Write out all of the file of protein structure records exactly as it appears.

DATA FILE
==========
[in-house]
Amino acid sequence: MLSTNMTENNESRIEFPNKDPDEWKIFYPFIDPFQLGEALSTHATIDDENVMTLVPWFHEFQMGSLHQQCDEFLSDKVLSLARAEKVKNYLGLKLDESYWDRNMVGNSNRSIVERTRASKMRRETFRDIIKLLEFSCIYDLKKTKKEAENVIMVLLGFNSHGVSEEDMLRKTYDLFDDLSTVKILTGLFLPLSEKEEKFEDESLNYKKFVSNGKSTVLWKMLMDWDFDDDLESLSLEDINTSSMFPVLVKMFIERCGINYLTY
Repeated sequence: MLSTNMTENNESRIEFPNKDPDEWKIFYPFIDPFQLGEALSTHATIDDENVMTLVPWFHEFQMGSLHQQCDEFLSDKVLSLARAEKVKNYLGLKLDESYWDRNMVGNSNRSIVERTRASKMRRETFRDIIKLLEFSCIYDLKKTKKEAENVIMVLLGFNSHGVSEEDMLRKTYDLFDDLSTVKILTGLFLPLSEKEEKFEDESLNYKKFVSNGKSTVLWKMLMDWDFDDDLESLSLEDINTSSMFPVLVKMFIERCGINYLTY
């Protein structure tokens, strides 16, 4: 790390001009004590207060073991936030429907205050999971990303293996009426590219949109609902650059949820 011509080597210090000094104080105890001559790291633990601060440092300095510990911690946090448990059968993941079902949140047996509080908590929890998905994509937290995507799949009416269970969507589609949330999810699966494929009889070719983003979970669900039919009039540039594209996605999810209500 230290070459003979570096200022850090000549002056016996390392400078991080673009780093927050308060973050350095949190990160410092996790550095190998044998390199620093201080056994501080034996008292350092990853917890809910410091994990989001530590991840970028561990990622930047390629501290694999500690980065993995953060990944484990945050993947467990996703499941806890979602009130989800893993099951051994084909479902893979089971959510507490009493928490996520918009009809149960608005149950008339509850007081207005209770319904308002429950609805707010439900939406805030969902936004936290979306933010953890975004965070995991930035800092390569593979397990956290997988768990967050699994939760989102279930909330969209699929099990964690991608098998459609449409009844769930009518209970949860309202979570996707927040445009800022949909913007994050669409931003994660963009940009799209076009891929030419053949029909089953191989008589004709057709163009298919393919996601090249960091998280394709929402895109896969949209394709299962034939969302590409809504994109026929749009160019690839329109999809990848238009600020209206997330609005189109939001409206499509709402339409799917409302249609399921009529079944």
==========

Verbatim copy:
[in-house]
Amino acid sequence: MLSTNMTENNESRIEFPNKDPDEWKIFYPFIDPFQLGEALSTHATIDDENVMTLVPWFHEFQMGSLHQQCDEFLSDKVLSLARAEKVKNYLGLKLDESYWDRNMVGNSNRSIVERTRASKMRRETFRDIIKLLEFSCIYDLKKTKKEAENVIMVLLGFNSHGVSEEDMLRKTYDLFDDLSTVKILTGLFLPLSEKEEKFEDESLNYKKFVSNGKSTVLWKMLMDWDFDDDLESLSLEDINTSSMFPVLVKMFIERCGINYLTY
Repeated sequence: MLSTNMTENNESRIEFPNKDPDEWKIFYPFIDPFQLGEALSTHATIDDENVMTLVPWFHEFQMGSLHQQCDEFLSDKVLSLARAEKVKNYLGLKLDESYWDRNMVGNSNRSIVERTRASKMRRETFRDIIKLLEFSCIYDLKKTKKEAENVIMVLLGFNSHGVSEEDMLRKTYDLFDDLSTVKILTGLFLPLSEKEEKFEDESLNYKKFVSNGKSTVLWKMLMDWDFDDDLESLSLEDINTSSMFPVLVKMFIERCGINYLTY
């Protein structure tokens, strides 16, 4: 790390001009004590207060073991936030429907205050999971990303293996009426590219949109609902650059949820 011509080597210090000094104080105890001559790291633990601060440092300095510990911690946090448990059968993941079902949140047996509080908590929890998905994509937290995507799949009416269970969507589609949330999810699966494929009889070719983003979970669900039919009039540039594209996605999810209500 230290070459003979570096200022850090000549002056016996390392400078991080673009780093927050308060973050350095949190990160410092996790550095190998044998390199620093201080056994501080034996008292350092990853917890809910410091994990989001530590991840970028561990990622930047390629501290694999500690980065993995953060990944484990945050993947467990996703499941806890979602009130989800893993099951051994084909479902893979089971959510507490009493928490996520918009009809149960608005149950008339509850007081207005209770319904308002429950609805707010439900939406805030969902936004936290979306933010953890975004965070995991930035800092390569593979397990956290997988768990967050699994939760989102279930909330969209699929099990964690991608098998459609449409009844769930009518209970949860309202979570996707927040445009800022949909913007994050669409931003994660963009940009799209076009891929030419053949029909089953191989008589004709057709163009298919393919996601090249960091998280394709929402895109896969949209394709299962034939969302590409809504994109026929749009160019690839329109999809990848238009600020209206997330609005189109939001409206499509709402339409799917409302249609399921009529079944």